Anyone who has been at a political rally has probably heard the cry, "What do we want? Equality! When do we want it? Now!" Truth be told, I think that this whole chant is really off-base. If you asked me, I'd suggest that equality was due years ago; "now!" is entirely past due.
But when I set aside my (many) personal demands for equality, the reality is this: We have a lot of work to do to get it, and we know we can't do it alone. We need the support of straight allies everywhere to make equality a reality. And I'll be honest: I want my allies on the front lines, loud, out, and proud, rainbow flags in hand, demanding things like passage of a fully inclusive Employment Nondiscrimination Act (ENDA) and marriage equality. So what does it take to ply the passively supportive ally out of the closet and into action? How do we translate a straight ally's feelings of support into meaningful public action? For impatient LGBT people (like me) it takes a moment of stepping back and realizing that our allies need to know that their voices are needed, and that the things they say and do will change the game for people they know. Yes, we need to help straight allies through a process we understand better than anyone: coming out.
Admittedly, for those of us who have come out, the idea of bringing someone (and someone straight) through that process can seem like a lot of extra work. Why is it worth it? Because big changes are happening because of the straight allies who are getting more engaged and in turn engaging the potential allies around them. When we launched PFLAG's Straight for Equality project in 2007, research revealed that six in 10 people in the U.S. personally knew someone who was LGBT. Today, five years later, that number is now eight in 10 (and we not-so-secretly contend that the other two just don't yet know that they know an LGBT person). What would happen if we could get all 10 of those people to actually come out about their personal connections and learn that just saying "I've got a gay friend" isn't enough? What if they all knew that this connection needs to translate into action? The good news is that it can -- and will -- happen if we provide ways for all these potential allies to find their ally paths, get the resources that they need to come out, and, ultimately, change our world.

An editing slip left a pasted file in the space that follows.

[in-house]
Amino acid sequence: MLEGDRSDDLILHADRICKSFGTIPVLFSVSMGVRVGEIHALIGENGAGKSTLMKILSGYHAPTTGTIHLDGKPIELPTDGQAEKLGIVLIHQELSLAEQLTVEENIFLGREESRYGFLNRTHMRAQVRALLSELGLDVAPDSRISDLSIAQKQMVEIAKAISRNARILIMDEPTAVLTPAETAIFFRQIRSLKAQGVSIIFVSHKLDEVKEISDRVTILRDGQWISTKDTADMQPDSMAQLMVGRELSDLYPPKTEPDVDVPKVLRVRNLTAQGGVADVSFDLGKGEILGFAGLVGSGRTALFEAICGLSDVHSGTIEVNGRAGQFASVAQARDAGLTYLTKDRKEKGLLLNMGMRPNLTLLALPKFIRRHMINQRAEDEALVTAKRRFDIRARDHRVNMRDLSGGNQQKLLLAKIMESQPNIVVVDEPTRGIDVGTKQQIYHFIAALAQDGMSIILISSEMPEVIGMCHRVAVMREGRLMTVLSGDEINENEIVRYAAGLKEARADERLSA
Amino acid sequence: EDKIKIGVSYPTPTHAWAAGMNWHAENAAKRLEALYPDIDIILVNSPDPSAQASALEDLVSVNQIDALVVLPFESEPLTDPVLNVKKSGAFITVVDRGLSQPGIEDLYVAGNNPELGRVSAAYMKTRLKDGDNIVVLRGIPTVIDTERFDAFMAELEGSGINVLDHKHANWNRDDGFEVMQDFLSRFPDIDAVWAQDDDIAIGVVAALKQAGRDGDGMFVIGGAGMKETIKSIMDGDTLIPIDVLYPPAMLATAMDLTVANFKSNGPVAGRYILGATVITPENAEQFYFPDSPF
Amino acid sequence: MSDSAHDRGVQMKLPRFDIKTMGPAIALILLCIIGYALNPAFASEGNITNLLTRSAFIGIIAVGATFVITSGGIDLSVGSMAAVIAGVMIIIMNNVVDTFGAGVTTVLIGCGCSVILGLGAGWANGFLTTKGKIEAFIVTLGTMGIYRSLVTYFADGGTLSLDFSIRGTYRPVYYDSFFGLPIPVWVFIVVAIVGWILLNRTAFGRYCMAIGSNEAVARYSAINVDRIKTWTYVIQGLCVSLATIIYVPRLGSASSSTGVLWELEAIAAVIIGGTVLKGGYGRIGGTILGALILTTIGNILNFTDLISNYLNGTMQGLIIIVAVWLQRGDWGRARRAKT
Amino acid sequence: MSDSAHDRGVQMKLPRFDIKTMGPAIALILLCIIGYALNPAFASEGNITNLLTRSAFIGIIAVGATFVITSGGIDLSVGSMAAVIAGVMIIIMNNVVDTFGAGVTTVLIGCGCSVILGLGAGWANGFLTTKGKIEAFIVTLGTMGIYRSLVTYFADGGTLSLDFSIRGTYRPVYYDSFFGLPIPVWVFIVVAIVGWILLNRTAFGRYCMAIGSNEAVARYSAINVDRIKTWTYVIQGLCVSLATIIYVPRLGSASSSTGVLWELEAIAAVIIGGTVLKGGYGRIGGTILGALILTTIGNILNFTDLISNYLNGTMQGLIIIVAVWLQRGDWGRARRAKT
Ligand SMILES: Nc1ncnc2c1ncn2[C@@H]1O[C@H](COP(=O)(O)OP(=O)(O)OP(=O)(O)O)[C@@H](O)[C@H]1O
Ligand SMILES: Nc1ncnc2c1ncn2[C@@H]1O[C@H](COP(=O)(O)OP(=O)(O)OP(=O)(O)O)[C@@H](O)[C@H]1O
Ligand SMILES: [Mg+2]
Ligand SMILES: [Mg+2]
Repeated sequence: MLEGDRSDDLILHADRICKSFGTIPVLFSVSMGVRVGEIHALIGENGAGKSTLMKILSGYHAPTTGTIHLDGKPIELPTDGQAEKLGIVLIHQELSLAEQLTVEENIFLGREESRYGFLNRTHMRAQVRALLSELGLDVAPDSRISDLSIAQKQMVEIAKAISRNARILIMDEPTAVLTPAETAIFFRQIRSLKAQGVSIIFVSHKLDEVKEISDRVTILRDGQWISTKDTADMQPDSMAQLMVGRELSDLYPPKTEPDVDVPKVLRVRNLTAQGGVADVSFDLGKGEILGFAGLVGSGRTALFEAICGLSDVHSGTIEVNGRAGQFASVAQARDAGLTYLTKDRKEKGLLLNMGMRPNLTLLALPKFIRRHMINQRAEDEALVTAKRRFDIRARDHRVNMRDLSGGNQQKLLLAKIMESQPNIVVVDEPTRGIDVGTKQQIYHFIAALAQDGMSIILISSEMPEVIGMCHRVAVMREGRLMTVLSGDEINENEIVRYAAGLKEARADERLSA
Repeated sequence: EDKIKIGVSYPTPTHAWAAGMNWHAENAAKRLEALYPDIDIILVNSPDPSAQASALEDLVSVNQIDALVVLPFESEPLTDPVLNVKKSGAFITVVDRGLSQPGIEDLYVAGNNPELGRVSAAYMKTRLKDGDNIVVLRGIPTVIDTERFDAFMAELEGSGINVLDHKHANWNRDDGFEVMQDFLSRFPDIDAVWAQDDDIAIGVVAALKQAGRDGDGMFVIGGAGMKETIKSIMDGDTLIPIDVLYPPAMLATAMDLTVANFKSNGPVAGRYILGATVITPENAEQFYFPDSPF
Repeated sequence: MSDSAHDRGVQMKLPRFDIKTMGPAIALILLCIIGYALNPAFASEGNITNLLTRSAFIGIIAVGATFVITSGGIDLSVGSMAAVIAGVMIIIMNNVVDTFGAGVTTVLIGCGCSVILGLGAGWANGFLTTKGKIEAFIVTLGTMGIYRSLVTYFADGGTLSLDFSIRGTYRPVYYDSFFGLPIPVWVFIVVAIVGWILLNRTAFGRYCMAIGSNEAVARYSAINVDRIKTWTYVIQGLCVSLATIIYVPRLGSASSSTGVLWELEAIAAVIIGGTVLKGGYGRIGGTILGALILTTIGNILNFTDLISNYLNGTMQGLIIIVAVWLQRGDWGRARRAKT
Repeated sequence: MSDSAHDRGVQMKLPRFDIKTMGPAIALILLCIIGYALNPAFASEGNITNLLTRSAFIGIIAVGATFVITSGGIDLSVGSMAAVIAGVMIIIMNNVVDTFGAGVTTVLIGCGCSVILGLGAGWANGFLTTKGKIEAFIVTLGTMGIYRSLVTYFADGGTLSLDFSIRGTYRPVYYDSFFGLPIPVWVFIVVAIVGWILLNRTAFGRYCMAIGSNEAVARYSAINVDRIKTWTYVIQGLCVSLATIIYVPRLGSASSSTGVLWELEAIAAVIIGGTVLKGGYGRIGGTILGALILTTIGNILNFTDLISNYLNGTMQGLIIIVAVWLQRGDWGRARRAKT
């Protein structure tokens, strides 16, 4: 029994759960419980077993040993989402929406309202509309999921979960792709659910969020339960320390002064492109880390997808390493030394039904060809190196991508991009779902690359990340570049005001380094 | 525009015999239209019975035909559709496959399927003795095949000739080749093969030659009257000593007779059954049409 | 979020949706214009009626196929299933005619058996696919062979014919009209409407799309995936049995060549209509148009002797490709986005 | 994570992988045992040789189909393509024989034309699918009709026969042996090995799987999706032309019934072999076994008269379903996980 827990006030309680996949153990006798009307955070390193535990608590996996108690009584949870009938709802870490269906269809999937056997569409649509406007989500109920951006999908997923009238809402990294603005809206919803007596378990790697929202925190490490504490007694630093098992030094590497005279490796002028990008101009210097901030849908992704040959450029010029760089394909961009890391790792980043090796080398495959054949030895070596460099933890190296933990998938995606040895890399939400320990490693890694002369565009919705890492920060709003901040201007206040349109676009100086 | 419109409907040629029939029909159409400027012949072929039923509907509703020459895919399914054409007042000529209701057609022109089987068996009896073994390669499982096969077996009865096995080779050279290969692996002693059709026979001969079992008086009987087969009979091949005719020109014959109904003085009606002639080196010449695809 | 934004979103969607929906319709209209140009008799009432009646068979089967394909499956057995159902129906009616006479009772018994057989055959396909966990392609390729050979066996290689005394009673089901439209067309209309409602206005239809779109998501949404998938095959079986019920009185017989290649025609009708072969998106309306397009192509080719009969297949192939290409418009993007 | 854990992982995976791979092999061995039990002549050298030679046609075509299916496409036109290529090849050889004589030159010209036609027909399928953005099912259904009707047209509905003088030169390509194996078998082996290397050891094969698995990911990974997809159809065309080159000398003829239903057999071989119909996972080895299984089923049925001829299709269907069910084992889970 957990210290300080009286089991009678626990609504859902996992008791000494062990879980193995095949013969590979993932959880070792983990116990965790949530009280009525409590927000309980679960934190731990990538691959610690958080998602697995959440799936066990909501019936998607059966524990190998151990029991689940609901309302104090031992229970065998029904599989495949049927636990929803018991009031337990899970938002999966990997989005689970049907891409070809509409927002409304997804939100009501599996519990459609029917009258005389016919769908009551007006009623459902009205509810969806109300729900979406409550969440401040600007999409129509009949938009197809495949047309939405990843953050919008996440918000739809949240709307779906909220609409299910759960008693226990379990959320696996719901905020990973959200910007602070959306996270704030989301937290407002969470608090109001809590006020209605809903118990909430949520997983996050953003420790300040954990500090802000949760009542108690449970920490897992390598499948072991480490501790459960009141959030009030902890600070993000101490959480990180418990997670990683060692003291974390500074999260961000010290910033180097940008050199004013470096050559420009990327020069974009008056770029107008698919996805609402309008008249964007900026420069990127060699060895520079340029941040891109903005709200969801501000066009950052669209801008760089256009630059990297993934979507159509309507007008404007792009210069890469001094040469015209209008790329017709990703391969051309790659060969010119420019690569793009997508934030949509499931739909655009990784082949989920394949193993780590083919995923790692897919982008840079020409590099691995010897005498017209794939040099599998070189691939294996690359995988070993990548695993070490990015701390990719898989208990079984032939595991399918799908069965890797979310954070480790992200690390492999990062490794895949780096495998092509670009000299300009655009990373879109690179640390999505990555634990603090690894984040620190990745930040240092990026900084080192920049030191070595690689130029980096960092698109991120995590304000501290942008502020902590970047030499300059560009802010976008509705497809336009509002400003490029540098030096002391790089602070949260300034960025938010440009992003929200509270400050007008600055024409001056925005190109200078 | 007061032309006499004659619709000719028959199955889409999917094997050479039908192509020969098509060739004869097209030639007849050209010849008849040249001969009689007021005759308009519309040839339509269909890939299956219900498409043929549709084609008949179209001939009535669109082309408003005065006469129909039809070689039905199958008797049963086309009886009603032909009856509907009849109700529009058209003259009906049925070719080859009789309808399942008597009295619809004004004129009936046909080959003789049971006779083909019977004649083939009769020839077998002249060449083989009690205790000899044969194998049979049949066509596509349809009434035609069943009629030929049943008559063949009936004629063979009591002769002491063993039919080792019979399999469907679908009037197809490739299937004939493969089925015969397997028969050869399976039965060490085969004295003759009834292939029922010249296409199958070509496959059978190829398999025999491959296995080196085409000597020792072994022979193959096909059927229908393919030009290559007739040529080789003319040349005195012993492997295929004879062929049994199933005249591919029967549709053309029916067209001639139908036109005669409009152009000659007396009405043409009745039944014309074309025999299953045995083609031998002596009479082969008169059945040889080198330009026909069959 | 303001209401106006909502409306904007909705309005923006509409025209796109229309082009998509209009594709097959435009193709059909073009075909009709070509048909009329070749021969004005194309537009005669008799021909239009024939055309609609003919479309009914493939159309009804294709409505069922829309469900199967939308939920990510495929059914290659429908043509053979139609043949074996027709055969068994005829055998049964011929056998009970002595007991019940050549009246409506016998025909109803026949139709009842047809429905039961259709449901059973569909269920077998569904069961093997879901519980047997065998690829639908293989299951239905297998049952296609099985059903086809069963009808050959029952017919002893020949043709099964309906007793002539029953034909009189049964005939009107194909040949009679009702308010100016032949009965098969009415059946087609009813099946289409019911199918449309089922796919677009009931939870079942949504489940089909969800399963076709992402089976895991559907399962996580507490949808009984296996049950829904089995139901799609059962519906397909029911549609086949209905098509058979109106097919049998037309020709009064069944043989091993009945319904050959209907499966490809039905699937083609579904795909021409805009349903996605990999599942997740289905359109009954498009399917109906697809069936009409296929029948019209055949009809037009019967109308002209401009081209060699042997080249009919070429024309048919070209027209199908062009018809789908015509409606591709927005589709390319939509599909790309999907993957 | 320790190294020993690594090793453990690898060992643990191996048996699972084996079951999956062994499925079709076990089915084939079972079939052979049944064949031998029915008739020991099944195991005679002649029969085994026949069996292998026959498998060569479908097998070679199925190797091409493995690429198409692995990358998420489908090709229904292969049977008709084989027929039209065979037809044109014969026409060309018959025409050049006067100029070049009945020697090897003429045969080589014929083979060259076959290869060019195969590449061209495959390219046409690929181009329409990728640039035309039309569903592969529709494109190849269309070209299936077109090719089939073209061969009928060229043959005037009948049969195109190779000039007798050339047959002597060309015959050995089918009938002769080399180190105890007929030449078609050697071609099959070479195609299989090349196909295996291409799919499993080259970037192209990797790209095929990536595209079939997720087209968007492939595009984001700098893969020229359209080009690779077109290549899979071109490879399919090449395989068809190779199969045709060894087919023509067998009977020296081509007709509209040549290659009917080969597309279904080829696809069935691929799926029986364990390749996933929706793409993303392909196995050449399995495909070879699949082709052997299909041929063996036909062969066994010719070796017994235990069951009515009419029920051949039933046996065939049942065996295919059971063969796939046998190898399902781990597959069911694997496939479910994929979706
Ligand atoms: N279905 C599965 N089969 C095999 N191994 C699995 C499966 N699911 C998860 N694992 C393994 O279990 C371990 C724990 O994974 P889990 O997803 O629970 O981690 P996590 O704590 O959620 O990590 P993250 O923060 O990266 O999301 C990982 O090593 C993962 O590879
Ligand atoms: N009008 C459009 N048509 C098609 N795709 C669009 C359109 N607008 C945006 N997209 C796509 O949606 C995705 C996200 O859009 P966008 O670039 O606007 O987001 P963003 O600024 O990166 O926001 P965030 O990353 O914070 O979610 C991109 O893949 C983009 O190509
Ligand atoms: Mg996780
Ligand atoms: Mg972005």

Through Straight for Equality, PFLAG National is committed to a mission of inviting allies to be a part of this effort, educating them so that they know how to talk about the issues, and engaging them by providing specific actions that they can take that clarify what "being supportive" means. So whether we're dealing with the new ally who says the word "gay" and realizes that the sky won't fall, the ally who joins an LGBT Employee Resource Group at work, or the ally who is leading a PFLAG chapter, all have access to resources that speak to them and support them, right where they are, to help them move further into engagement.
To provide those tools in an easy-to-access manner, today, Oct. 8, in honor of the upcoming National Coming Out Day, we are launching a new resource for straight allies: the Straight for Equality Ally Spectrum, where allies can find the tools to help them come out.
For LGBT people and super allies, the choice to see allies on a spectrum didn't happen without debate. Why should we be supporting people who aren't out in the streets with their rainbow flags? Why should we give people time to become more comfortable with joining us for advocacy work like participation in a lobby day? The answer, in the end, was simple: because we can't afford to not have them with us. Our PFLAG roots helped seal the deal: Ask some of the most exuberant PFLAG parents you'll meet about their first PFLAG meeting. Most will tell you that they looked nothing like the activists they are today. But someone helped them recognize and overcome their barriers to support, and now they're among the most powerful advocates for equality out there.
Meanwhile, I'll continue my cry for wanting equality sometime last week, but while I'm doing it I'm going to spend National Coming Out Day helping a few allies get out of those closets and into their workplaces, faith communities, schools, and family gatherings with their own messages of equality.
Know a potential ally? Of course you do. Invite them to check out this new resource at straightforequality.org/spectrum. Are there still people you haven't come out to? Get thee out of the closet, and point your friends to these resources to help them get engaged.